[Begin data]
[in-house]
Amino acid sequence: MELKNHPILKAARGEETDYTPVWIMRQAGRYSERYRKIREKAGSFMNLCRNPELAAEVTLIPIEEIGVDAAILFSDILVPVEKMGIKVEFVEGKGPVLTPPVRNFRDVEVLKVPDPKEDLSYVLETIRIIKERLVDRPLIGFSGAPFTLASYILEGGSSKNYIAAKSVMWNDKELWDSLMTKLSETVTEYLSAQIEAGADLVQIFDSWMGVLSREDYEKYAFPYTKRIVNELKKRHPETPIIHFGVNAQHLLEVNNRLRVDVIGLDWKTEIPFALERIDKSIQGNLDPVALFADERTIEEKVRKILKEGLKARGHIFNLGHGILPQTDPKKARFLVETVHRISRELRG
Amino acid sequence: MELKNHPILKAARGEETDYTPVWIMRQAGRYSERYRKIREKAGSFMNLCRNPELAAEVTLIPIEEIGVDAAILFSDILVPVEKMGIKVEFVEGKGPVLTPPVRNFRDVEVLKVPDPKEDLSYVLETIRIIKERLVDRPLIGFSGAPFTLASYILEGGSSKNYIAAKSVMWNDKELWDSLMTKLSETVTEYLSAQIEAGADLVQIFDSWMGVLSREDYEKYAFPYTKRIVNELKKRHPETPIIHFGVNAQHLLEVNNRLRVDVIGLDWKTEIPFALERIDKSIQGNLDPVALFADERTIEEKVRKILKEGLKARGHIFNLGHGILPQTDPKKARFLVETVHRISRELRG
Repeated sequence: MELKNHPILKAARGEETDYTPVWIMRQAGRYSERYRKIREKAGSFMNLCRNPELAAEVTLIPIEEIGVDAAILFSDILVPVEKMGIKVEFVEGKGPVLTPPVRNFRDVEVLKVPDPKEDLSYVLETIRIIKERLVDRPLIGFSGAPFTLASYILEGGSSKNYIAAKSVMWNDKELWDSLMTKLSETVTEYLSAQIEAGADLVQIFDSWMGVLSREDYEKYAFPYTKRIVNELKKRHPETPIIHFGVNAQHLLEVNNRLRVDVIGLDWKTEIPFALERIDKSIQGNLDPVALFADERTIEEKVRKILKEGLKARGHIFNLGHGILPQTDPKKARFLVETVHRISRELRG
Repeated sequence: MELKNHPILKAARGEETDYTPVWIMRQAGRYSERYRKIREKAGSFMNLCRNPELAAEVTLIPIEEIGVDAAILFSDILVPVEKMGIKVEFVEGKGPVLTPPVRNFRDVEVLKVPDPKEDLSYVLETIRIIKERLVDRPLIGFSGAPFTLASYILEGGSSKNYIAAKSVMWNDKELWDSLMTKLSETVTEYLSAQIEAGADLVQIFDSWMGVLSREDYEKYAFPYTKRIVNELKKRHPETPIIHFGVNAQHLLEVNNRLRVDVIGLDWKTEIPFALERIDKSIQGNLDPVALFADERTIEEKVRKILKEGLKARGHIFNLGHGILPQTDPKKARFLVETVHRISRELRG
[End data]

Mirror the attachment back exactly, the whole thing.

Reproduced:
[in-house]
Amino acid sequence: MELKNHPILKAARGEETDYTPVWIMRQAGRYSERYRKIREKAGSFMNLCRNPELAAEVTLIPIEEIGVDAAILFSDILVPVEKMGIKVEFVEGKGPVLTPPVRNFRDVEVLKVPDPKEDLSYVLETIRIIKERLVDRPLIGFSGAPFTLASYILEGGSSKNYIAAKSVMWNDKELWDSLMTKLSETVTEYLSAQIEAGADLVQIFDSWMGVLSREDYEKYAFPYTKRIVNELKKRHPETPIIHFGVNAQHLLEVNNRLRVDVIGLDWKTEIPFALERIDKSIQGNLDPVALFADERTIEEKVRKILKEGLKARGHIFNLGHGILPQTDPKKARFLVETVHRISRELRG
Amino acid sequence: MELKNHPILKAARGEETDYTPVWIMRQAGRYSERYRKIREKAGSFMNLCRNPELAAEVTLIPIEEIGVDAAILFSDILVPVEKMGIKVEFVEGKGPVLTPPVRNFRDVEVLKVPDPKEDLSYVLETIRIIKERLVDRPLIGFSGAPFTLASYILEGGSSKNYIAAKSVMWNDKELWDSLMTKLSETVTEYLSAQIEAGADLVQIFDSWMGVLSREDYEKYAFPYTKRIVNELKKRHPETPIIHFGVNAQHLLEVNNRLRVDVIGLDWKTEIPFALERIDKSIQGNLDPVALFADERTIEEKVRKILKEGLKARGHIFNLGHGILPQTDPKKARFLVETVHRISRELRG
Repeated sequence: MELKNHPILKAARGEETDYTPVWIMRQAGRYSERYRKIREKAGSFMNLCRNPELAAEVTLIPIEEIGVDAAILFSDILVPVEKMGIKVEFVEGKGPVLTPPVRNFRDVEVLKVPDPKEDLSYVLETIRIIKERLVDRPLIGFSGAPFTLASYILEGGSSKNYIAAKSVMWNDKELWDSLMTKLSETVTEYLSAQIEAGADLVQIFDSWMGVLSREDYEKYAFPYTKRIVNELKKRHPETPIIHFGVNAQHLLEVNNRLRVDVIGLDWKTEIPFALERIDKSIQGNLDPVALFADERTIEEKVRKILKEGLKARGHIFNLGHGILPQTDPKKARFLVETVHRISRELRG
Repeated sequence: MELKNHPILKAARGEETDYTPVWIMRQAGRYSERYRKIREKAGSFMNLCRNPELAAEVTLIPIEEIGVDAAILFSDILVPVEKMGIKVEFVEGKGPVLTPPVRNFRDVEVLKVPDPKEDLSYVLETIRIIKERLVDRPLIGFSGAPFTLASYILEGGSSKNYIAAKSVMWNDKELWDSLMTKLSETVTEYLSAQIEAGADLVQIFDSWMGVLSREDYEKYAFPYTKRIVNELKKRHPETPIIHFGVNAQHLLEVNNRLRVDVIGLDWKTEIPFALERIDKSIQGNLDPVALFADERTIEEKVRKILKEGLKARGHIFNLGHGILPQTDPKKARFLVETVHRISRELRG